Monday, December 19, 2011

World Building part four

Sienna had a great question: Do you have any tips for creating a very different world without having to spend pages and pages on description?

The first thing is to know you don't have to describe EVERYTHING all at once. How your characters interact with the setting is key.

Here is part of a writing exercise from my notes on my new fantasy novel, Koda's Quest. It's about setting:

A character we often forget is the setting. The setting brings the character into the story. Have something specific in mind. Choose carefully. It’s part of the hero’s hidden need. It can lend itself to natural symbolism.

What is the specific setting for Koda’s Quest?
"The Mirasol Valley in the middle of the Blacktooth Mountains where the Stone Kings stand guard."

Is it Koda’s ally or enemy? "Both"

Write a quick paragraph where Koda expresses his feelings about the setting.

Koda stared up at the Stone Kings. Karack, the taller of the two, faced direct south. Anar stood gazing to the east. Koda never got tired of their solemn expressions or wondering what their last thoughts were before the magic transformed them from flesh and blood to solid rock.
“Someday, I’m going to climb you,” he whispered.
The breeze seemed to whisk his words away as a flock of crows rose from the sunflower fields. The sun shone heavy on his head, but he shivered as the caustic cries of the black birds followed them out of the valley.

Do his feelings change in the course of the story? Why or why not? "No, they do not change because his destiny is so linked to saving his world."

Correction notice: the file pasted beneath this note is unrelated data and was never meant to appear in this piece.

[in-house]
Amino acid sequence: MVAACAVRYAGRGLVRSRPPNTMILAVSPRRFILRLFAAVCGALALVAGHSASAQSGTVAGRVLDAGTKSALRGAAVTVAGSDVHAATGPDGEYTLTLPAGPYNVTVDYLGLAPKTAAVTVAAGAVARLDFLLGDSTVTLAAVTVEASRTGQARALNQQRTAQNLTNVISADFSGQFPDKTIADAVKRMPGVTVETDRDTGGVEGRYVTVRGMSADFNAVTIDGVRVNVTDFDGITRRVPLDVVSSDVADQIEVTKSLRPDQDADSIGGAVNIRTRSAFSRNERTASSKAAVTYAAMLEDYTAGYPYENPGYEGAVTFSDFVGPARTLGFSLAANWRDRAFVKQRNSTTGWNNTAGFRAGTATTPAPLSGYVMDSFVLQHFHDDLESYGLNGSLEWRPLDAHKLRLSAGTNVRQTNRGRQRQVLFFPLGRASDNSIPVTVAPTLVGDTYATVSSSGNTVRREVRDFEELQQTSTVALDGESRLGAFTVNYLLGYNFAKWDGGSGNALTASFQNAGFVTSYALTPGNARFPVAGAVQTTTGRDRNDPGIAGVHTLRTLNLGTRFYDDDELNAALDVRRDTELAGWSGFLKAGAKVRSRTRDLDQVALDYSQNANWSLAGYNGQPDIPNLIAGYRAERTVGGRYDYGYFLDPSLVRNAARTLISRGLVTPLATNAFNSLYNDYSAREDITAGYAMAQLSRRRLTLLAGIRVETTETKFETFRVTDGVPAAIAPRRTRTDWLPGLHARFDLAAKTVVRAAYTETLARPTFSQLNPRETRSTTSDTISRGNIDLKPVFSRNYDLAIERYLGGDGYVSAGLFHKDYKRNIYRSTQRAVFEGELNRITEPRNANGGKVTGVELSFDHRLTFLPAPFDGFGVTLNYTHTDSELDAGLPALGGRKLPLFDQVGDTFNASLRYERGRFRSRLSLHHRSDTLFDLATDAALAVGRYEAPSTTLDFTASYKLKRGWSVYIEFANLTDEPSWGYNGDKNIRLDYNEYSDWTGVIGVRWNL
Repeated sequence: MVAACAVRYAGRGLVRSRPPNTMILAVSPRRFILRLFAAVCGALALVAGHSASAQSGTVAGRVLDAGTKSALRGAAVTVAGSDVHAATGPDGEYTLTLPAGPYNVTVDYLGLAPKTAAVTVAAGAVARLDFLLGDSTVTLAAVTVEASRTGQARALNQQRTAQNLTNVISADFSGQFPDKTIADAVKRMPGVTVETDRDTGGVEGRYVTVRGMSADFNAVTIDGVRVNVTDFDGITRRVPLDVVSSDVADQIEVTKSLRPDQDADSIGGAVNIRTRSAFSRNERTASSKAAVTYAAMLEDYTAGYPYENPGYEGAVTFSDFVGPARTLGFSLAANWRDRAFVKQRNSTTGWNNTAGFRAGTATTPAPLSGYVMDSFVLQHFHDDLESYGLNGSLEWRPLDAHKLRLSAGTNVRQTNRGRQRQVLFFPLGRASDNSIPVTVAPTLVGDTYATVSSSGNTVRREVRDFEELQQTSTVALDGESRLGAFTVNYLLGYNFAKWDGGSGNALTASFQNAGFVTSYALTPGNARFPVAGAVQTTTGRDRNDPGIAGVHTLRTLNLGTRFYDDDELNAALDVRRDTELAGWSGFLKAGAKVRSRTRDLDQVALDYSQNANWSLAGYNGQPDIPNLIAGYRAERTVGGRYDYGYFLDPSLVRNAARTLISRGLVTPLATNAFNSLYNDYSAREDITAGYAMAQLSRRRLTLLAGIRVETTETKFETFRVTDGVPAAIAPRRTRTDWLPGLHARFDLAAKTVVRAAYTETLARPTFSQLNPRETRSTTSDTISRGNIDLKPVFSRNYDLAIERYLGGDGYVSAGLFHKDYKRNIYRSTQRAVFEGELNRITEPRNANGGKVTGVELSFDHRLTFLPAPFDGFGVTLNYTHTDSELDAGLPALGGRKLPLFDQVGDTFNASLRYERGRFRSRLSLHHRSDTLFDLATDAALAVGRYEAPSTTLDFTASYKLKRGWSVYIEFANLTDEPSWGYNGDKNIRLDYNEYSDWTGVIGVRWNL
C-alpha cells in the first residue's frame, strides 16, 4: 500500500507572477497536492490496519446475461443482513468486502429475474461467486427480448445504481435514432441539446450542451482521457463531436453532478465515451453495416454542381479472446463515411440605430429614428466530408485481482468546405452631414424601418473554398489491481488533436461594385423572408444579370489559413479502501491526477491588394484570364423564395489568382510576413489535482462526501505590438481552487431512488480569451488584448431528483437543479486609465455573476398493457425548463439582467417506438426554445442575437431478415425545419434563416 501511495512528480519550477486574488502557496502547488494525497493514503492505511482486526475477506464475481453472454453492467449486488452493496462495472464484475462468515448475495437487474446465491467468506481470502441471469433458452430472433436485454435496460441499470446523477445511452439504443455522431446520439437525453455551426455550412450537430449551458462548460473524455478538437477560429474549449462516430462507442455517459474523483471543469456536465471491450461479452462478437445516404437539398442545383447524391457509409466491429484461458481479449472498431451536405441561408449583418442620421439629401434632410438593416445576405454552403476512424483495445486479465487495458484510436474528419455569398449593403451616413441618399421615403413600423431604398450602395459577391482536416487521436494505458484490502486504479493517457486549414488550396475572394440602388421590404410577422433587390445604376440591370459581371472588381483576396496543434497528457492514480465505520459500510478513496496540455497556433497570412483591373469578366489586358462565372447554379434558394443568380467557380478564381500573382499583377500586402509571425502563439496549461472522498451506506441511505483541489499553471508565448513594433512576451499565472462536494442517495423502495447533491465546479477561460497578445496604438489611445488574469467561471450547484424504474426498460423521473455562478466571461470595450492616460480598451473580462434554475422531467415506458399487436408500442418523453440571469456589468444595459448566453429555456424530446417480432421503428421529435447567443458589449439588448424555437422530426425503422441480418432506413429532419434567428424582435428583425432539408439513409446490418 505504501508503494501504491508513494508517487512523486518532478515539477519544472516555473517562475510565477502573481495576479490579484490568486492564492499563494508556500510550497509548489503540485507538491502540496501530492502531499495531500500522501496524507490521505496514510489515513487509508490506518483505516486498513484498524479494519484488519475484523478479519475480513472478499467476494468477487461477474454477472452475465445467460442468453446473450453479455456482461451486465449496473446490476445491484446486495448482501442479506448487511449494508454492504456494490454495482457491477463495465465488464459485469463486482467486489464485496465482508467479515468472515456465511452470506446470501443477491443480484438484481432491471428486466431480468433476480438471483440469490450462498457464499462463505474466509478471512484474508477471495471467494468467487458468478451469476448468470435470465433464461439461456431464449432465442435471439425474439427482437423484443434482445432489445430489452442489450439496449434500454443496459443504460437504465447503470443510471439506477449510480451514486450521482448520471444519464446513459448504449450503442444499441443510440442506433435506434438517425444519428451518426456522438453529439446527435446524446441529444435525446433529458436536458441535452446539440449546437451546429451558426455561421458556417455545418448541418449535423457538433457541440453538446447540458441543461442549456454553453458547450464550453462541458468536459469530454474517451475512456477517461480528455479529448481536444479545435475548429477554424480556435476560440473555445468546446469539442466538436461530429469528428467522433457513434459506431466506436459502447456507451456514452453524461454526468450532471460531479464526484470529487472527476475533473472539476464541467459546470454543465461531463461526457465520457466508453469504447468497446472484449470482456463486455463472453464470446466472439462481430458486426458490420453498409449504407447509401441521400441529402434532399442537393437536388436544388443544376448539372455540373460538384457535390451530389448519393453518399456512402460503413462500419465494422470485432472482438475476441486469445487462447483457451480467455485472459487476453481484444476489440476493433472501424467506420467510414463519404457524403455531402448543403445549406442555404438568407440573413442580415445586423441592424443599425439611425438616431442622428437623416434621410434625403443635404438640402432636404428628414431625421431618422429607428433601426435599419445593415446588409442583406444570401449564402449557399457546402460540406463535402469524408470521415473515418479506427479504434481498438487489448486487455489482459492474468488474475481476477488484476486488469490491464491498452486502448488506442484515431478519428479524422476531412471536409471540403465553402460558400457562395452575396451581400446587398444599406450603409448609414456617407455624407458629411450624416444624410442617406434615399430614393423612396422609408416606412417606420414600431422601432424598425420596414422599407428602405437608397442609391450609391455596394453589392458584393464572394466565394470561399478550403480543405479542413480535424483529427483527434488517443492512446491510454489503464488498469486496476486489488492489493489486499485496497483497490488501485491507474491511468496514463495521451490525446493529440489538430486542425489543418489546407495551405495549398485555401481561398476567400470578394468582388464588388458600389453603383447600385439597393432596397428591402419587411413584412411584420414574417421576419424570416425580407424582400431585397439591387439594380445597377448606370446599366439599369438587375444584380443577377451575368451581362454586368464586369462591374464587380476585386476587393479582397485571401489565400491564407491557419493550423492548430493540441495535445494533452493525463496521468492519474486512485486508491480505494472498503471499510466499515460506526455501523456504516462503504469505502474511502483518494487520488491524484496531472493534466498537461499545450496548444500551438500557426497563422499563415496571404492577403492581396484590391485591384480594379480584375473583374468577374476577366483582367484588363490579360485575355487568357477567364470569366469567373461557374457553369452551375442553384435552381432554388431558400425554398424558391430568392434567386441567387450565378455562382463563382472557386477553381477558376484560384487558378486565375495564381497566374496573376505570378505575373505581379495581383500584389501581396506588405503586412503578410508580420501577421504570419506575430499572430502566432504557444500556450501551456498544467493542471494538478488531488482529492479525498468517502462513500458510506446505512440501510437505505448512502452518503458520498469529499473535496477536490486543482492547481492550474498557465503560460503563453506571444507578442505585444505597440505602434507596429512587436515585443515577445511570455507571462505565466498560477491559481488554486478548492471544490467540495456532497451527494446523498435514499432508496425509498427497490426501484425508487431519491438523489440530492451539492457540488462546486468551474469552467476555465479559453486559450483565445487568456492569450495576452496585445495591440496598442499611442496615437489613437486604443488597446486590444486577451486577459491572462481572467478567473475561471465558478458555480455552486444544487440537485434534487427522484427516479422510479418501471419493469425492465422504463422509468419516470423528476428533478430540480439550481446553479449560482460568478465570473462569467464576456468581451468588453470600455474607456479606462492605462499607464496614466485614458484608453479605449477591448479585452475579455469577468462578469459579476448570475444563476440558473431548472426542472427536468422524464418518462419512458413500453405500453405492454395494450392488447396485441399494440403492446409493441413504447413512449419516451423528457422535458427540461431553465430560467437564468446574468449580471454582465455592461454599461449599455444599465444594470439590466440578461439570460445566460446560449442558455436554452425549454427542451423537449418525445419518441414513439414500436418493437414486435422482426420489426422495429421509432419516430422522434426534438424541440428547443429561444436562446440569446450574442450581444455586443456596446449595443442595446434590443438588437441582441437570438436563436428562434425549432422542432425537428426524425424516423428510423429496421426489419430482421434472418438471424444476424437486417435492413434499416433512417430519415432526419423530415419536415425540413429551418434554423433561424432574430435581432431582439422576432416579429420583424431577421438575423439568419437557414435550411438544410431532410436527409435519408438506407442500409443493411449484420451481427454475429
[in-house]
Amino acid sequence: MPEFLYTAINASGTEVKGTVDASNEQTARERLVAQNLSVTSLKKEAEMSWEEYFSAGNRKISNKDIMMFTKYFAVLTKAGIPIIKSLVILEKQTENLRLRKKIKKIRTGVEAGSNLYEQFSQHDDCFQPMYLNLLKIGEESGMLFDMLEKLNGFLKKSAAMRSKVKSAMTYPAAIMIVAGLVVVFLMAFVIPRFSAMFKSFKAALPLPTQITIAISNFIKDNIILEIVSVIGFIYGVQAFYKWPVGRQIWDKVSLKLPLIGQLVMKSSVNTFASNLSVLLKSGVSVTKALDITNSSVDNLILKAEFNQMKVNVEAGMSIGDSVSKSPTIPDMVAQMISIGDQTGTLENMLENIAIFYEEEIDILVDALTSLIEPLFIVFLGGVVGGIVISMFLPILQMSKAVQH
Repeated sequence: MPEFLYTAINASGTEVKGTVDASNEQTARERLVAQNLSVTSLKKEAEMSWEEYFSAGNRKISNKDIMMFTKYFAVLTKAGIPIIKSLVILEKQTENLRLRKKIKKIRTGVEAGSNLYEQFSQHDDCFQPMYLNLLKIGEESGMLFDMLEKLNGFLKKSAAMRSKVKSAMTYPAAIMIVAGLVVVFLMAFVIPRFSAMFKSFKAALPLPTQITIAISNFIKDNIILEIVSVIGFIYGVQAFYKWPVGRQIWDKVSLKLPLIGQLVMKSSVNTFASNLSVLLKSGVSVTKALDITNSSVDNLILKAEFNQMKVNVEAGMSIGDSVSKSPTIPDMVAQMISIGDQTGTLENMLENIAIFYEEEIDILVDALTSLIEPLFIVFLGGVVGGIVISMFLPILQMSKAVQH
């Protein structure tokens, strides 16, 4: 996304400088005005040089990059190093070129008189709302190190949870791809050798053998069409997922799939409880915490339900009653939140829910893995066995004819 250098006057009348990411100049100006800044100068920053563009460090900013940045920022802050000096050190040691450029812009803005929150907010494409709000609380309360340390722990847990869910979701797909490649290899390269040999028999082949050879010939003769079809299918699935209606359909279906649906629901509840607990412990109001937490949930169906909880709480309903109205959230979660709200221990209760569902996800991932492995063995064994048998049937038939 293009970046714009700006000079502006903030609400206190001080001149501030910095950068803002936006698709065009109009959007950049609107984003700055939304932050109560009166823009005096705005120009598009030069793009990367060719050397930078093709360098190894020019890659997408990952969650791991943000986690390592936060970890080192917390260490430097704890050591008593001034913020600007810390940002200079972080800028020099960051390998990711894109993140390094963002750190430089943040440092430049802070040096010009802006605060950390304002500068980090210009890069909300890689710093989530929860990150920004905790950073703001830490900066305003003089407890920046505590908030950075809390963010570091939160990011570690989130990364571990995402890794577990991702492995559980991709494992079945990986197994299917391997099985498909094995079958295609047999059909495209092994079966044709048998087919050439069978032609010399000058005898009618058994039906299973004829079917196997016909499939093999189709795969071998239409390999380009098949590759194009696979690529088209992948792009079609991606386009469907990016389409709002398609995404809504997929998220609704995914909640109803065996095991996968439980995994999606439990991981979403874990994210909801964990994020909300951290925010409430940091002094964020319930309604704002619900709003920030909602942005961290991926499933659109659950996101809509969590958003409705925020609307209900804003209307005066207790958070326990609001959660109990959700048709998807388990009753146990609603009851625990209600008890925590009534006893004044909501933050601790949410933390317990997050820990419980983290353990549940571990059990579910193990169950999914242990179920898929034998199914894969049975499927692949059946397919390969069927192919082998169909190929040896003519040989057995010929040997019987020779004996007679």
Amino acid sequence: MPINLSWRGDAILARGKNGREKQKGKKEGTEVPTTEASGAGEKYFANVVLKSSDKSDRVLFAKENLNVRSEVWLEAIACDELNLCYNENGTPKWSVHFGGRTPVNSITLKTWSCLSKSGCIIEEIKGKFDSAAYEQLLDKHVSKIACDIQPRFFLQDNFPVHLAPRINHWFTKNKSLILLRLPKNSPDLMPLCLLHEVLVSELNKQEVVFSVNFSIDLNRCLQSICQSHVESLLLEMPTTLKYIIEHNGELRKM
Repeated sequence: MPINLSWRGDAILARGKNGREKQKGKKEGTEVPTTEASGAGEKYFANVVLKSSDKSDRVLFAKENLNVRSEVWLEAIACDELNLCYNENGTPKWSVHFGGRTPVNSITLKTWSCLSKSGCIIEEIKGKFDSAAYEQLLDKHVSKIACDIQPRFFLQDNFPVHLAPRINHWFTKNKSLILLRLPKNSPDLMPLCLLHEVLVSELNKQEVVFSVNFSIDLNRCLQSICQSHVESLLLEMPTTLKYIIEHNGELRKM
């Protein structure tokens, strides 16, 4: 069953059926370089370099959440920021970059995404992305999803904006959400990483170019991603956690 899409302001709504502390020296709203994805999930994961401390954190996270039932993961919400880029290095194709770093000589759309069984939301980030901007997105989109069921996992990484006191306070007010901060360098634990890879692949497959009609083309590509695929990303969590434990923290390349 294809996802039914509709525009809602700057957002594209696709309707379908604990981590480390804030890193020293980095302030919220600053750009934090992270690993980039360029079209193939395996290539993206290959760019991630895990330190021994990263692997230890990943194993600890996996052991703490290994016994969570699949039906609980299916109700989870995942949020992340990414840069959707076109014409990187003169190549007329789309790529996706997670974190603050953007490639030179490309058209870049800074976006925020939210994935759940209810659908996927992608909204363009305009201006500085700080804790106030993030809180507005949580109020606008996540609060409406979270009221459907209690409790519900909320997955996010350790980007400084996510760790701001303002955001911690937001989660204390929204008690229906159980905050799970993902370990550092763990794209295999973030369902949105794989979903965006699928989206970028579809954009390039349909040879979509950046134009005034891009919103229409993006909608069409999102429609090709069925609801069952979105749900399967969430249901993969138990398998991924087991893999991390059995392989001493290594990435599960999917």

Find one symbol inherent to the place that could point Koda to his hidden need. "Karack, though bigger, is crumbling more rapidly than Anar. Anar is less important in everyone’s mind, but it is really because of him that Karack can be strong. Koda will find out he needs others to help him be strong."

Can Koda come upon this during the course of the story? "Yes, in the caves Koda finds a journal. It belonged to King Karack. In it, Karack writes about his need for Anar."

Is this the right setting for the book? "Yes!"

Now, you interject your book and characters in the questions and see what you come up with.

Remember, the setting is also a character. We can come to know it a little at a time, just like the living characters in the story.


  1. Ah. This was so helpful. I feel like I've been spending way too much time trying to cram a lot of description into my story just to make a beautiful picture in the very first chapter. Thanks for the reminder to slow down and see the world as my character does!

  2. This is a great template for establishing setting through the character's eyes. I tend to fall so much in love with my creation world that I tend to dump far too much beautifully-written-but-unnecessary description into my stories that has to be excised. Tolkien got away with it, but I cannot.
    By the way, I've linked to your blog on my website, as I'm always a fan of encouraging discussion of fantasy!

  3. QuietPen - I totally hear you. Tolkien was able to get away with it since he's British and they love that stuff and, of course, that was YEARS ago. Writing has changed so much since then. I'm rereading TLOTR right now and tend to skip over too much description anyway.

    Thanks for the link!